Tips For Helping Teens Manage Stress

By Tanni Haas, Ph.D. | Taxpayer

Being a teenager is stressful. Teenagers are expected to do well in school and fit in with their friends. On top of everything else, there is the discomfort of developing physically on a daily, weekly, and monthly basis.

The good news is that there is a lot that parents can do to help relieve stress. Here’s what the experts suggest:

Create a more responsive home environment

Parents often think that because teens gravitate toward their friends, they no longer play a big role in their lives; Could not be farther from the truth. Parents are very important to teens, and especially when it comes to helping them deal with stress. To really be there for your teens, make sure your interactions are calm and engaging. “The goal”, says the sociologist Dr. Cristina Carterauthor of the new adolescence and other books for parents, “is that they feel seen and heard by you”. Clinical psychologist Dr David Lowenstein agrees that parents should do everything they can to create a stress-free haven at home: “When your teen feels accepted and at peace at home,” he or she will be better prepared to face the outside world.

Promote self-reflection

marthe teixeira, a life and wellness coach, says it’s important not to “jump to conclusions or give advice right off the bat” when helping your teens deal with stress. Instead, help them reflect on how they can handle stress on their own.

Teach them how to break down a complex situation into smaller, more manageable parts.

For example, if they are stressed about a big school project, ask them to estimate how long the project will take to complete, and then have them spread the work out over multiple days to create a more realistic and less stressful schedule. Share your own experiences with a problem you are facing. “Share how you successfully handled the problem,” he says dr chinwe williamsa professional counselor, and “then allow your teen to explore their own thoughts and feelings related to what you’ve shared.”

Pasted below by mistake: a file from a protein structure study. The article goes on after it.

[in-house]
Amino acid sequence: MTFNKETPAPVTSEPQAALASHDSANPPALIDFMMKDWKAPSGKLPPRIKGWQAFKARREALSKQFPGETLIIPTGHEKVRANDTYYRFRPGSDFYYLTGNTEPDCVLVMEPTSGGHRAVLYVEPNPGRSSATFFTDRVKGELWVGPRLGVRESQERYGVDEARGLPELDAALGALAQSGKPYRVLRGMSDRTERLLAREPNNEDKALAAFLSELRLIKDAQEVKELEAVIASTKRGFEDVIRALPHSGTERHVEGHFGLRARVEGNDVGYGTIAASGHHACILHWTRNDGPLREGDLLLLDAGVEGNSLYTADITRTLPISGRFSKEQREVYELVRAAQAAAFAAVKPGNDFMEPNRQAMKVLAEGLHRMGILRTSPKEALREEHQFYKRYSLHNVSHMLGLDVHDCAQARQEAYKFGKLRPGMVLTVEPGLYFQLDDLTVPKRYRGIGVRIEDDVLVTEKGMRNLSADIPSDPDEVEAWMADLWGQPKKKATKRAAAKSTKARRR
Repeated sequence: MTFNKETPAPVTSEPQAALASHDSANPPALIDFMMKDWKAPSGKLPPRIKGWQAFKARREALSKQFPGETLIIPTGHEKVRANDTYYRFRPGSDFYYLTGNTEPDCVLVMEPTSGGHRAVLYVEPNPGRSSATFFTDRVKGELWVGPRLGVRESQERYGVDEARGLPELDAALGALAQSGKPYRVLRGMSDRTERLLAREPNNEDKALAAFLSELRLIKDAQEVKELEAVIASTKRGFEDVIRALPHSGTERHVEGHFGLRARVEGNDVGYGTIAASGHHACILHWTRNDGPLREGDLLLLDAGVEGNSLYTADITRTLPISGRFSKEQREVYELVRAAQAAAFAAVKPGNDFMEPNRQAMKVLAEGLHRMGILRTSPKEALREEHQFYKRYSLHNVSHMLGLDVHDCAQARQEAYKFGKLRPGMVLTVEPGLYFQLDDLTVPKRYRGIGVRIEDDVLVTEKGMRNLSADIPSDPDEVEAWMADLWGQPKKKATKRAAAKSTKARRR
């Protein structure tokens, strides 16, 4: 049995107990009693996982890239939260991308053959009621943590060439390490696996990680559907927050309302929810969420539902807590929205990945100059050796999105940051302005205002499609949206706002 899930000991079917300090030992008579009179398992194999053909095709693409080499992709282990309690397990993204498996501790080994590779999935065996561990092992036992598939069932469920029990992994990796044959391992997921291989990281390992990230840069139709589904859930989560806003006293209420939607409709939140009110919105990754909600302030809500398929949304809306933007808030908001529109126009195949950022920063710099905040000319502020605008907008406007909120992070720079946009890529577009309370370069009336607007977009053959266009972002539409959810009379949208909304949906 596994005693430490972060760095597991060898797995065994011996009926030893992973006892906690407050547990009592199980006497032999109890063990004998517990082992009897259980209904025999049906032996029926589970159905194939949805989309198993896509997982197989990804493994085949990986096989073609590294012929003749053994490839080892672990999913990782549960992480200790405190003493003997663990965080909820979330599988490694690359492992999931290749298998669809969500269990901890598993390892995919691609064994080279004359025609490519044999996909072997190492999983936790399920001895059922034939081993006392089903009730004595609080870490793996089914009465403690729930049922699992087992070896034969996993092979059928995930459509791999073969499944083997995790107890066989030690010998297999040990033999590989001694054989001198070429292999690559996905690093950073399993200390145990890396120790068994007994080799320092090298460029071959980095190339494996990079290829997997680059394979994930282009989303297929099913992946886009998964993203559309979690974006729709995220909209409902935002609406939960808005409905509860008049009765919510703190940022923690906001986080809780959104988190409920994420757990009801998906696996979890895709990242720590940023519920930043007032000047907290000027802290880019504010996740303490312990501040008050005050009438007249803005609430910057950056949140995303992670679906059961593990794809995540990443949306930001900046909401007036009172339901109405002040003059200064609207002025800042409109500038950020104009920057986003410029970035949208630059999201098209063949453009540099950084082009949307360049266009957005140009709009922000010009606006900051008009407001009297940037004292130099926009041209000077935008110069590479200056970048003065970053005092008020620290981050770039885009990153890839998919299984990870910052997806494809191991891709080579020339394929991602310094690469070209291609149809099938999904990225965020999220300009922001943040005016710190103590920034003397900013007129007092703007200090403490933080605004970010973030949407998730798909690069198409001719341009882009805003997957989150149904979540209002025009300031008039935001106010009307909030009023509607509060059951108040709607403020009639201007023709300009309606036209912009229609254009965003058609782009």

Be an example to follow

If your teens are going to learn from your experiences, you need to be a role model. “The best way to help your teen manage their stress levels,” says pediatrician Cannon Dr. Stacy Leatherwood“it’s modeling healthy coping strategies yourself” or, as Ms. Teixeira neatly sums it up: “practice what you preach”.

Encourage physical activity

Encourage them to participate in a lot of physical activity. “Physical activity”, says clinical psychologist Dr Erlanger Turner, “is one of the most effective anti-stress”. He especially recommends activities that they can do together with others. “Whether teens play team sports or prefer kayaking or rollerblading with one or two friends,” says Dr. Turner, “they’re more likely to have fun, and keep it up, if they do it with friends.”

Experts agree that teens should get the recommended 8-10 hours of sleep a night.

get enough sleep

Physical activity is sure to make your teens burn out. life coach Pamela Willsey says that “a good night’s sleep is one of the best stress-reducing remedies out there.” Experts agree that the best way to ensure teens get the recommended 8 to 10 hours of sleep a night is to have them stick to a consistent sleep schedule, limit afternoon naps, and turn off all electronic devices at least an hour before to go to bed The so-called blue light emitted by electronic devices sends a signal to their brains that suppresses melatonin production and prevents them from feeling tired.

Tanni Haas, Ph.D. is a professor in the Department of Arts, Sciences and Communication Disorders at the City University of New York – Brooklyn College.

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